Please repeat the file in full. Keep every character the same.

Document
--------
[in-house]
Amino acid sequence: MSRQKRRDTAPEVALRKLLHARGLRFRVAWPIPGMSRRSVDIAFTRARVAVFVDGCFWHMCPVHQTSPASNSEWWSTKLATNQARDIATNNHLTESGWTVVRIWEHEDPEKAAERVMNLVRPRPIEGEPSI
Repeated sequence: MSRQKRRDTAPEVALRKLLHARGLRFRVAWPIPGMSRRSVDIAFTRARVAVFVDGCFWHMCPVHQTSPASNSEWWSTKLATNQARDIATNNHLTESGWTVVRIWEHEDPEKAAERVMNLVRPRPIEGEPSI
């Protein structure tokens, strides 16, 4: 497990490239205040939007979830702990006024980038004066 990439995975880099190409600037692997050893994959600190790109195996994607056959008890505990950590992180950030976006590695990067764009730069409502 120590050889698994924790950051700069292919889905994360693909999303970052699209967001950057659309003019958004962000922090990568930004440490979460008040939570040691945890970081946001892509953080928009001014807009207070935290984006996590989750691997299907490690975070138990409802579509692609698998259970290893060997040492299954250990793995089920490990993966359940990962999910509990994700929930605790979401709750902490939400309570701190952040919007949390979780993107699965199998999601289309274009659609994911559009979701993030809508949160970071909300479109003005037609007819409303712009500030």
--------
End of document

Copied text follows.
[in-house]
Amino acid sequence: MSRQKRRDTAPEVALRKLLHARGLRFRVAWPIPGMSRRSVDIAFTRARVAVFVDGCFWHMCPVHQTSPASNSEWWSTKLATNQARDIATNNHLTESGWTVVRIWEHEDPEKAAERVMNLVRPRPIEGEPSI
Repeated sequence: MSRQKRRDTAPEVALRKLLHARGLRFRVAWPIPGMSRRSVDIAFTRARVAVFVDGCFWHMCPVHQTSPASNSEWWSTKLATNQARDIATNNHLTESGWTVVRIWEHEDPEKAAERVMNLVRPRPIEGEPSI
């Protein structure tokens, strides 16, 4: 497990490239205040939007979830702990006024980038004066 990439995975880099190409600037692997050893994959600190790109195996994607056959008890505990950590992180950030976006590695990067764009730069409502 120590050889698994924790950051700069292919889905994360693909999303970052699209967001950057659309003019958004962000922090990568930004440490979460008040939570040691945890970081946001892509953080928009001014807009207070935290984006996590989750691997299907490690975070138990409802579509692609698998259970290893060997040492299954250990793995089920490990993966359940990962999910509990994700929930605790979401709750902490939400309570701190952040919007949390979780993107699965199998999601289309274009659609994911559009979701993030809508949160970071909300479109003005037609007819409303712009500030």